The news this morning reported parents “anxieties” about letting their children enjoy the freedom of outdoor play. One tabloid even reported that parents were “forcing” their children to play indoors thus creating a new generation of obese children. As a parent of two young boys I am aware of the dangers that are out there to our children. But I am also aware that inflicting our fears on them could turn our children into a generation of scaredy cats. There is a fine line.
So what are we to do? Raise scared, obese children to be scared obese adults? Or do we take the unthinkable risk and let them run wild on the assumption that the “stranger danger bogey man” is not hiding behind every bush?
My guess is that you have to trust parents to make that decision subjectively.
We are very lucky that we live in house with a nice area of green outside for our children to plat on. It is set back from the road, and big enough to kick a football on. To the delight of my children is also perfect for a communal (paddling) pool to share with their friends. We have the added bonus that our neighbours have children of similar ages so there is very much a communal feel about our area. On a warm weekend we will all have our front doors wide open, we feed each others children and have them running in and out of our houses. There is only the occasional upset when we have splinter or the children have an argument.
We have actually HAD a summer this year (and long may it continue). With the kids now on the summer holidays their outside existence is there in abundance, with the occasional blip of a rainy day or a reluctant yet dutiful Grandparent visit.
Like I say, we are lucky. Our children are able to have the freedom of the outside with the security of knowing their safe haven is a stones throw away.
As parents I am also happy they are building their little imaginations with their outdoor games. When I quietly watch them from the step I can see their natural leadership, organisation and social skills simply ooze from them.
Not to look through rose tinted glasses, but my childhood was equally idyllic. We played a little bit further away perhaps, but this was the 1980’s. And things were different then. That’s not to say things didn’t happen, but there was not much news of it. Or if there was we as children were shielded from it.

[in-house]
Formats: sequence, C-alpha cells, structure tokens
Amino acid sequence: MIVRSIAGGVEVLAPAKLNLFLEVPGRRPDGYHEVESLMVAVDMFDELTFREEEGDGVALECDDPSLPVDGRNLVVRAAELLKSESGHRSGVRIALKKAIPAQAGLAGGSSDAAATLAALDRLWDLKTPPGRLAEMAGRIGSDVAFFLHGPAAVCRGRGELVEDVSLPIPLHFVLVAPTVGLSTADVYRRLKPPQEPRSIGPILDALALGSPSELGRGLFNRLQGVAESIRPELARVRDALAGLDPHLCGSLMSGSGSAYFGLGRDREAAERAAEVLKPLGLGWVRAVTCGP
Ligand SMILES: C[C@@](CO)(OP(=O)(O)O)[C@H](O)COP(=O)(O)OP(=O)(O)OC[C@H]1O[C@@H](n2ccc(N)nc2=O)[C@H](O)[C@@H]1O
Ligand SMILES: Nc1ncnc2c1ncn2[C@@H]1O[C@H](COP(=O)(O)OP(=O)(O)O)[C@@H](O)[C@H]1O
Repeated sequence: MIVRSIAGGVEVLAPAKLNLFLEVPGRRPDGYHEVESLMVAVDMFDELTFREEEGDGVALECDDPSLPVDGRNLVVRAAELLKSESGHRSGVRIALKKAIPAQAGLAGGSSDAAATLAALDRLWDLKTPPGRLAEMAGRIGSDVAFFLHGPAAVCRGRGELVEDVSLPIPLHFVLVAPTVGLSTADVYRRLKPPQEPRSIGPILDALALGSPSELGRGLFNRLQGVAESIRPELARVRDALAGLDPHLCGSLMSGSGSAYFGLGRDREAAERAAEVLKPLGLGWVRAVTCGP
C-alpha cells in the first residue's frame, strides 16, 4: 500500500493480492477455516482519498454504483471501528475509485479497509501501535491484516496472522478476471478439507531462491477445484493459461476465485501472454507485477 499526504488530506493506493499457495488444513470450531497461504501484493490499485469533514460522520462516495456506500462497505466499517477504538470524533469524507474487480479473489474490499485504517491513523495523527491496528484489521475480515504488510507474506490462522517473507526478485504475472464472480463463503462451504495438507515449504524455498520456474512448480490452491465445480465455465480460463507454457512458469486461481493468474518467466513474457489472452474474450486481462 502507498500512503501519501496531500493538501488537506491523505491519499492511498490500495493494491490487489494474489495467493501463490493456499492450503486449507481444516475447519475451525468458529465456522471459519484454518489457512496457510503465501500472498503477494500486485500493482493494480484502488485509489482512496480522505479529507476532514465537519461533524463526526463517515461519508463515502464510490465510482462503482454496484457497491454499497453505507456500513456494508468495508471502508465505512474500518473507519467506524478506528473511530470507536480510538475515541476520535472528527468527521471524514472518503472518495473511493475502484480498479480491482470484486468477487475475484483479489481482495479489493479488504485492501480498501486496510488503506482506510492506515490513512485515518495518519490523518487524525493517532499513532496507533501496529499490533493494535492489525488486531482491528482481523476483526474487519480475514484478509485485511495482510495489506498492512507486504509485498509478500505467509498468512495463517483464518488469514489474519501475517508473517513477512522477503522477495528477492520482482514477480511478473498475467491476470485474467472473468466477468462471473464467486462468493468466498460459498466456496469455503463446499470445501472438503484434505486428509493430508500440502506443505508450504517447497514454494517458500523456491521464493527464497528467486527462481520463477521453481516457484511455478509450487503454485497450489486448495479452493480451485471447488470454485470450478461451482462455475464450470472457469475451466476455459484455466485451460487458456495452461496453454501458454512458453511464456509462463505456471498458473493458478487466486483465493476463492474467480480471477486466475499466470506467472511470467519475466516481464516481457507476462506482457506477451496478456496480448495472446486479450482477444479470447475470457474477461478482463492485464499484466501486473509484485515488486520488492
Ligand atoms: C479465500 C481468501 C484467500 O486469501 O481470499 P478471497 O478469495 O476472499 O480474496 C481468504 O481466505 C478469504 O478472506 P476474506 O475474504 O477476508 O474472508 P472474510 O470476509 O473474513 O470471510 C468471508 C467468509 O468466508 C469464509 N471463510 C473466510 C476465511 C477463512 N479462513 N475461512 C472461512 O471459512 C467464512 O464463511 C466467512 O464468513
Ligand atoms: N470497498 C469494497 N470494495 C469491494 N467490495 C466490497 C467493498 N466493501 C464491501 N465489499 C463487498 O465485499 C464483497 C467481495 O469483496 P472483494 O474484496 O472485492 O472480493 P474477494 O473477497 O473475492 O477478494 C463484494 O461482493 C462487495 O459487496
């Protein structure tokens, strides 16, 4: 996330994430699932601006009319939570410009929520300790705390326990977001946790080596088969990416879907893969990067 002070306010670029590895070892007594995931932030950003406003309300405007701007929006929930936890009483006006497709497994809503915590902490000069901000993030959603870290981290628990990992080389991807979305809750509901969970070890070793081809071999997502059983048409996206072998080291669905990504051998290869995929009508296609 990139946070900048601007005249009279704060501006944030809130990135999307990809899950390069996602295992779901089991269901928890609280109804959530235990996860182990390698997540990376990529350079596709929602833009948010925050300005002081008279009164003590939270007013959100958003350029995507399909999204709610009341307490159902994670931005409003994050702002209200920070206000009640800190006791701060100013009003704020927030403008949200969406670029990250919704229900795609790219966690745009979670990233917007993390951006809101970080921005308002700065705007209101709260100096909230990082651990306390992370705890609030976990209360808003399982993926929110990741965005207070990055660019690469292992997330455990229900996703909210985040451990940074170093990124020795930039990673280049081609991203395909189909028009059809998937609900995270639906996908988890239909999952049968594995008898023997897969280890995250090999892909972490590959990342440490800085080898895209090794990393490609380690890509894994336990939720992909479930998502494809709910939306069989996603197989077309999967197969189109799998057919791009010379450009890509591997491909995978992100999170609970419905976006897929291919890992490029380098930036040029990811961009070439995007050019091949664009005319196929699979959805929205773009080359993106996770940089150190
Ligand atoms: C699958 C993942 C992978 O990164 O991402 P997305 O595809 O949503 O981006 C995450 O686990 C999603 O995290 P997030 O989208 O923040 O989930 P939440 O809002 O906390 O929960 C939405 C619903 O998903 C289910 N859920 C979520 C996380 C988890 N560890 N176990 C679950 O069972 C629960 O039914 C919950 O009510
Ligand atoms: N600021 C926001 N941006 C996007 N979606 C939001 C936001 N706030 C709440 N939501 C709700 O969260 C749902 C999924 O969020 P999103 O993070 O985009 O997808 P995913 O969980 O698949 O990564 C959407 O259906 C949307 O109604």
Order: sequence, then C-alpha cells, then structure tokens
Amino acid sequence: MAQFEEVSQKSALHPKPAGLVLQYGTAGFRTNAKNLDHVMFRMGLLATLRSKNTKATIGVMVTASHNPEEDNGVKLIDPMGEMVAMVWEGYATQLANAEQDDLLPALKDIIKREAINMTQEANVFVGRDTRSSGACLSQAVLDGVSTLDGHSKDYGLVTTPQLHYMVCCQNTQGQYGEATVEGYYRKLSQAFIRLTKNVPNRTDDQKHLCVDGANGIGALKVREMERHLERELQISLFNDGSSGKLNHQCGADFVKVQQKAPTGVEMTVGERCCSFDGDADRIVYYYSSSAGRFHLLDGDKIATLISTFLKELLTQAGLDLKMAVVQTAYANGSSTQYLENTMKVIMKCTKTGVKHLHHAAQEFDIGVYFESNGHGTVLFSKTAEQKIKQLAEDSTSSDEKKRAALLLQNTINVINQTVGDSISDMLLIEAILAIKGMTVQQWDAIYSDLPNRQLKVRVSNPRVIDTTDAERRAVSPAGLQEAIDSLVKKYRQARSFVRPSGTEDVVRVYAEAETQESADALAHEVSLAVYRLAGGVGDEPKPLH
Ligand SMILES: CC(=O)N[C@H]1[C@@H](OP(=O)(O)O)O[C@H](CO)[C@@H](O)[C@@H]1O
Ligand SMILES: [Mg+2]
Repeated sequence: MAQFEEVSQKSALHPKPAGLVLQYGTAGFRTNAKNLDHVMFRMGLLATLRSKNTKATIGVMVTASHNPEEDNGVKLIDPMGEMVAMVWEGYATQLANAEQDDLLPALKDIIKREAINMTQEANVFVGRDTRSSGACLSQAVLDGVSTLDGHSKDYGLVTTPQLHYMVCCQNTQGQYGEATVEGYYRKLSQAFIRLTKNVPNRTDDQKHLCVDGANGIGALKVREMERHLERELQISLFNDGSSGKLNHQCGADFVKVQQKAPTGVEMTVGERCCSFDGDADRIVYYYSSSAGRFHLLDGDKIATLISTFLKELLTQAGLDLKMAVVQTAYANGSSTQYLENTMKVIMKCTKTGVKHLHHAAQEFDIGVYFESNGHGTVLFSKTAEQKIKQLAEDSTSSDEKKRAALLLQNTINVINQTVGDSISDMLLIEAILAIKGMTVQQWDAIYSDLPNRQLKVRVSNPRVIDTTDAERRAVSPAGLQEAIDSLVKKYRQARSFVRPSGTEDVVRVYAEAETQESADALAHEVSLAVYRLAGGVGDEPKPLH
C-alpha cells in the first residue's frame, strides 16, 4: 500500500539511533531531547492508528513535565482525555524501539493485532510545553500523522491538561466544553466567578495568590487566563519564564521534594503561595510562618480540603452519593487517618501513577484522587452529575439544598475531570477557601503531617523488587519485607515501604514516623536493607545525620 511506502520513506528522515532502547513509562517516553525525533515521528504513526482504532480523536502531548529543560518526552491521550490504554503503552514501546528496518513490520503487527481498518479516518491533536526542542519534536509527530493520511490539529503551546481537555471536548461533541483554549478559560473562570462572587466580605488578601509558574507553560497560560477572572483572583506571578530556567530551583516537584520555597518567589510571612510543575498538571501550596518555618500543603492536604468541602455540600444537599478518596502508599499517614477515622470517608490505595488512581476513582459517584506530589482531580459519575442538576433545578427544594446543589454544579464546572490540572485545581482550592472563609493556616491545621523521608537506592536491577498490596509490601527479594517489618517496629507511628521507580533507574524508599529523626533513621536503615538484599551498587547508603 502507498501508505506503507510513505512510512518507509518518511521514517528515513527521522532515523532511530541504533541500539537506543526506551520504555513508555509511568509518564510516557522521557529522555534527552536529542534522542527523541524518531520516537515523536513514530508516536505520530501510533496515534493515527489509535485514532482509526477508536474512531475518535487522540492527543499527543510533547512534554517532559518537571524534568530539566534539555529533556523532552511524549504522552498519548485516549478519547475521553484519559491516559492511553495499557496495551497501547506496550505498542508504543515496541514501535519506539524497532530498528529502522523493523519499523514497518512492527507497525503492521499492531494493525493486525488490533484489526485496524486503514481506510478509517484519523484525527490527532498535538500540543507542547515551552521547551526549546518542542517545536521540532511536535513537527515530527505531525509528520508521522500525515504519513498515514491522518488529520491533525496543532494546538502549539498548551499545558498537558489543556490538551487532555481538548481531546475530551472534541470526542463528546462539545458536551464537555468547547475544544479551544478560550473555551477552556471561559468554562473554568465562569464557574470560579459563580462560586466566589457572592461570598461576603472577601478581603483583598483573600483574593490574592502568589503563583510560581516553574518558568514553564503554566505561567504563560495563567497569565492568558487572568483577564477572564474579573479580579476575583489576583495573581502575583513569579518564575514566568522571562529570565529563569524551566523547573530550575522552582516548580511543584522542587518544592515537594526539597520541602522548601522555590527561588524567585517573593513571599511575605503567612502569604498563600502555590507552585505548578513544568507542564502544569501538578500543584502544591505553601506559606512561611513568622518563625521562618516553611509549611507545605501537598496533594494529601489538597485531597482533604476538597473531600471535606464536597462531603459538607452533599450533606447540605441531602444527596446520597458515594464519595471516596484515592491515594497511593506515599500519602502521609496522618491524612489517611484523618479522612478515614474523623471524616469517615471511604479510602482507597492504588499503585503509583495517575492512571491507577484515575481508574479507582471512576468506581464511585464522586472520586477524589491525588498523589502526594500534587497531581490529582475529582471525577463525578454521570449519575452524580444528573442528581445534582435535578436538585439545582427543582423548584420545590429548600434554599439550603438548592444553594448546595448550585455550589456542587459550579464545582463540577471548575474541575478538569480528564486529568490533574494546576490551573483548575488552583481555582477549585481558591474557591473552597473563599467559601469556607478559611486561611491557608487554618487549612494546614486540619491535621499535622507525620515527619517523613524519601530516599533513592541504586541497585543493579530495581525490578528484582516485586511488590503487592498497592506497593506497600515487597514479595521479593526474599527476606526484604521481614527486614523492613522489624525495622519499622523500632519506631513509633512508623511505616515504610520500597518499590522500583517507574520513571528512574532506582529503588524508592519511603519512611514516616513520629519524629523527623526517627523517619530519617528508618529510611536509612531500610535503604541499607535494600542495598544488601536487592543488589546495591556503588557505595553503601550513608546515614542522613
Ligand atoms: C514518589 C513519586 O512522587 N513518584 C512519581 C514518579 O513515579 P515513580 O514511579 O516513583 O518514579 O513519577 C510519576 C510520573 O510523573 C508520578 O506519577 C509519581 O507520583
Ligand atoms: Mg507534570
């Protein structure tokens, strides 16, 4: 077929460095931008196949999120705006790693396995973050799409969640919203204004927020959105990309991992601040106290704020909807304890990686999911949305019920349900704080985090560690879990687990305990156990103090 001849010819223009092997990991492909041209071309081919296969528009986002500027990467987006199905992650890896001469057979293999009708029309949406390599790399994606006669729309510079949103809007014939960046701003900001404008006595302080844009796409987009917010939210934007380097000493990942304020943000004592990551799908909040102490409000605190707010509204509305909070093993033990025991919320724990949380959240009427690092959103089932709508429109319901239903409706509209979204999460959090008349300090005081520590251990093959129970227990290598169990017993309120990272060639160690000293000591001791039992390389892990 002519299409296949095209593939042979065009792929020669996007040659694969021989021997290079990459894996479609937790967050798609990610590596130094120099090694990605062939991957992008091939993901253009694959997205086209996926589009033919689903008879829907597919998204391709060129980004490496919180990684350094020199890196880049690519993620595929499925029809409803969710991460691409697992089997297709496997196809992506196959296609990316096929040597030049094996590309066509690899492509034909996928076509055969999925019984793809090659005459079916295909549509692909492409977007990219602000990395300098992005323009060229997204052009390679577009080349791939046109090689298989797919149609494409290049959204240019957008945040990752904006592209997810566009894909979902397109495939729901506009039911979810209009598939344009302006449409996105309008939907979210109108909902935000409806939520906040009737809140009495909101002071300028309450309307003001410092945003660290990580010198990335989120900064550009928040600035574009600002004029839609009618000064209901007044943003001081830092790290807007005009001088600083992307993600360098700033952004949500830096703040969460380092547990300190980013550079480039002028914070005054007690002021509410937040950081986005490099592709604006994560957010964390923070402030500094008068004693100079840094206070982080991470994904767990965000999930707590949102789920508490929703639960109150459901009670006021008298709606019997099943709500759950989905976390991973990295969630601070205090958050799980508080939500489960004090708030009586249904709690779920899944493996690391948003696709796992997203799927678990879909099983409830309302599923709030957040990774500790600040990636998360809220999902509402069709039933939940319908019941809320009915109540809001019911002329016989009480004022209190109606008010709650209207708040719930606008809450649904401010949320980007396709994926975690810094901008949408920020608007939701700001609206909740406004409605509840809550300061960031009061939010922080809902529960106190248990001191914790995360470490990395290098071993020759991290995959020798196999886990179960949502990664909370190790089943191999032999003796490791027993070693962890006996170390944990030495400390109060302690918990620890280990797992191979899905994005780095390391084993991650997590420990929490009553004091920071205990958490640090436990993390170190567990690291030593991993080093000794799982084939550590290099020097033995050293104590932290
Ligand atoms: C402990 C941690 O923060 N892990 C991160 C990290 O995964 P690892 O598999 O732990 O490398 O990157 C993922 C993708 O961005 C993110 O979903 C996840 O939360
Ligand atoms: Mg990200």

I am aware that in a year or two I shall have their questions about heading to the park with their friends. Now the park is not on our doorstep but requires them to cross a road and it is also out of our viewing range. I shall cross that bridge when I come to it…..!
So what do you do if you have children in a flat or a townhouse on the edge of a busy road? Do you feel that you have no choice but you have them play indoors unless you are there to watch their every move? What age is acceptable for them to “wander off” to explore with their friends? What boundaries do you set?
I would love to hear your opinions on this.
I have never been particularly academic. That's not to say I wasn't smart. I firmly believe there are different levels of "smart".
I know someone for example who is an extremely bright and academic Lecturer yet it took her seven attempts to pass her driving test. Something that I proudly did first time (just..!).
I guess in life I have been lucky to have been able to climb the career ladder from a combination of drive, and people I know.
Let me take you back to my first "proper" job. This was working for 12 hours on a Saturday for a large chain of bakers. This job was offered to me by an old friend of the family who managed the shop at the time. Before long I was Head Saturday Girl (this is the drive I was talking about) but also gazing wistfully across the road at another large chain of cafes who I knew paid slightly more than the £1.45 per hour I was on. I was friends with a girl who worked there, who put a word in for me and before long I was waiting tables and sweeping carpets for 10p an hour more than I was used to.
Back to the "drive" that I have. It was becoming apparent that I had no interest in making waiting tables a long term career path for me. With my late teens became a sense of vanity and before long the smell of grease and burgers seemed to seep from every pore.
A friend of my Mum's told her at this time that as soon as I was 16, I was able to start working at a Call Centre with her. This Call Centre were crying out for flexible staff so I found myself happily hanging up my apron, and donning some rather swanky (but second hand) office wear. It was from working at this Call Centre on and off for the following 4 years, that I was able to make the contacts I did to start working for a Global Pharmacuetical Company as an Adminsitrator, which lead to working as an Account Manager and subsequent Business Development Manager (there's that drive again!) and now onto doing a job that I love as a Marketing Manager.
I could (if I'd had the brains) lead a very different career path. If I had managed to scrape higher than 3 GCSE passes I would have gone onto do A-Levels rather than a basic business course at college. If I had passed the A-Levels I would have perhaps gone onto University and got myself into masses of debt and permanent liver damage. But this would have meant I would not have had to oppurtunity to work aboard and thus broaden my horizons.
No, I am happy with the brains I was born with. And ever happier with the friends and family I have been blessed with! Its them I have to thank to be leading the life I am today. Thankfully, because its not like I could have relied on brains alone!